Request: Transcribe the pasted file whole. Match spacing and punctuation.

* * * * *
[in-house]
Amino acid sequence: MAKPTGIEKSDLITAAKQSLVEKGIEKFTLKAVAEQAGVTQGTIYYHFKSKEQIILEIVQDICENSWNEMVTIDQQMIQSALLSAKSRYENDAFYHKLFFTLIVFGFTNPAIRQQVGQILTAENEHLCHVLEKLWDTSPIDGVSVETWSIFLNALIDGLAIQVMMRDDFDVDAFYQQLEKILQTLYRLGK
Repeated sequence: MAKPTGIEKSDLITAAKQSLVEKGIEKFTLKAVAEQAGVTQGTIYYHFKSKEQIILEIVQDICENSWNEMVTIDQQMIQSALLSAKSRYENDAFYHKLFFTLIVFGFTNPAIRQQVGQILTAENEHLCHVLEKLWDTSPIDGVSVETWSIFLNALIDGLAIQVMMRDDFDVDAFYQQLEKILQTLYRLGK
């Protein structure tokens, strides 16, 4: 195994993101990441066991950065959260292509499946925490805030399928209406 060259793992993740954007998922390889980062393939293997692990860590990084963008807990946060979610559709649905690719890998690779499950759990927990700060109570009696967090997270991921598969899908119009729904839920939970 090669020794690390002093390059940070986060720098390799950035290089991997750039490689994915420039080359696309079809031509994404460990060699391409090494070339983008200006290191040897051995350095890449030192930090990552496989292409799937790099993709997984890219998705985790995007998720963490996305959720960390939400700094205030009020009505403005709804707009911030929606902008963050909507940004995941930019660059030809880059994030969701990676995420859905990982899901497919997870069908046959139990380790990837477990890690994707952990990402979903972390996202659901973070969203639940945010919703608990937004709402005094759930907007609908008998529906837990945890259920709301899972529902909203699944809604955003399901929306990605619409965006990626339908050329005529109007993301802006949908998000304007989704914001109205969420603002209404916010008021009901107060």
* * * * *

[in-house]
Amino acid sequence: MAKPTGIEKSDLITAAKQSLVEKGIEKFTLKAVAEQAGVTQGTIYYHFKSKEQIILEIVQDICENSWNEMVTIDQQMIQSALLSAKSRYENDAFYHKLFFTLIVFGFTNPAIRQQVGQILTAENEHLCHVLEKLWDTSPIDGVSVETWSIFLNALIDGLAIQVMMRDDFDVDAFYQQLEKILQTLYRLGK
Repeated sequence: MAKPTGIEKSDLITAAKQSLVEKGIEKFTLKAVAEQAGVTQGTIYYHFKSKEQIILEIVQDICENSWNEMVTIDQQMIQSALLSAKSRYENDAFYHKLFFTLIVFGFTNPAIRQQVGQILTAENEHLCHVLEKLWDTSPIDGVSVETWSIFLNALIDGLAIQVMMRDDFDVDAFYQQLEKILQTLYRLGK
């Protein structure tokens, strides 16, 4: 195994993101990441066991950065959260292509499946925490805030399928209406 060259793992993740954007998922390889980062393939293997692990860590990084963008807990946060979610559709649905690719890998690779499950759990927990700060109570009696967090997270991921598969899908119009729904839920939970 090669020794690390002093390059940070986060720098390799950035290089991997750039490689994915420039080359696309079809031509994404460990060699391409090494070339983008200006290191040897051995350095890449030192930090990552496989292409799937790099993709997984890219998705985790995007998720963490996305959720960390939400700094205030009020009505403005709804707009911030929606902008963050909507940004995941930019660059030809880059994030969701990676995420859905990982899901497919997870069908046959139990380790990837477990890690994707952990990402979903972390996202659901973070969203639940945010919703608990937004709402005094759930907007609908008998529906837990945890259920709301899972529902909203699944809604955003399901929306990605619409965006990626339908050329005529109007993301802006949908998000304007989704914001109205969420603002209404916010008021009901107060």